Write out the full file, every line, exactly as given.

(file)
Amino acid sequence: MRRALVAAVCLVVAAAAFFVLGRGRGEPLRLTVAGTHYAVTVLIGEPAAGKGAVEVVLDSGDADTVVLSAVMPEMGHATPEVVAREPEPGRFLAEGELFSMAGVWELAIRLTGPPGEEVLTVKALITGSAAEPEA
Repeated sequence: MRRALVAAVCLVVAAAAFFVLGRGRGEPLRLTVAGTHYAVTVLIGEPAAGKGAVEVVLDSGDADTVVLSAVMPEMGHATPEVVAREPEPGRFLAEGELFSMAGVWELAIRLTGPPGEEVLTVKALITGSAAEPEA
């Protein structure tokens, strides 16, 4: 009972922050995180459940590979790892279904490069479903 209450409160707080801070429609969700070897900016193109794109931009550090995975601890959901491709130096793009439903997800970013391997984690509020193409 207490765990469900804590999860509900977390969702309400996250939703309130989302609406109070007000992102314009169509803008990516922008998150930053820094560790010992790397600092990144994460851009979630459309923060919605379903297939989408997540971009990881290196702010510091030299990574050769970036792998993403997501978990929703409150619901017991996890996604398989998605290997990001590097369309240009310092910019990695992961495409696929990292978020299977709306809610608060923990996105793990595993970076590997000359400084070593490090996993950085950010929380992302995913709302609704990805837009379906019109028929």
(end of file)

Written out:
Amino acid sequence: MRRALVAAVCLVVAAAAFFVLGRGRGEPLRLTVAGTHYAVTVLIGEPAAGKGAVEVVLDSGDADTVVLSAVMPEMGHATPEVVAREPEPGRFLAEGELFSMAGVWELAIRLTGPPGEEVLTVKALITGSAAEPEA
Repeated sequence: MRRALVAAVCLVVAAAAFFVLGRGRGEPLRLTVAGTHYAVTVLIGEPAAGKGAVEVVLDSGDADTVVLSAVMPEMGHATPEVVAREPEPGRFLAEGELFSMAGVWELAIRLTGPPGEEVLTVKALITGSAAEPEA
């Protein structure tokens, strides 16, 4: 009972922050995180459940590979790892279904490069479903 209450409160707080801070429609969700070897900016193109794109931009550090995975601890959901491709130096793009439903997800970013391997984690509020193409 207490765990469900804590999860509900977390969702309400996250939703309130989302609406109070007000992102314009169509803008990516922008998150930053820094560790010992790397600092990144994460851009979630459309923060919605379903297939989408997540971009990881290196702010510091030299990574050769970036792998993403997501978990929703409150619901017991996890996604398989998605290997990001590097369309240009310092910019990695992961495409696929990292978020299977709306809610608060923990996105793990595993970076590997000359400084070593490090996993950085950010929380992302995913709302609704990805837009379906019109028929």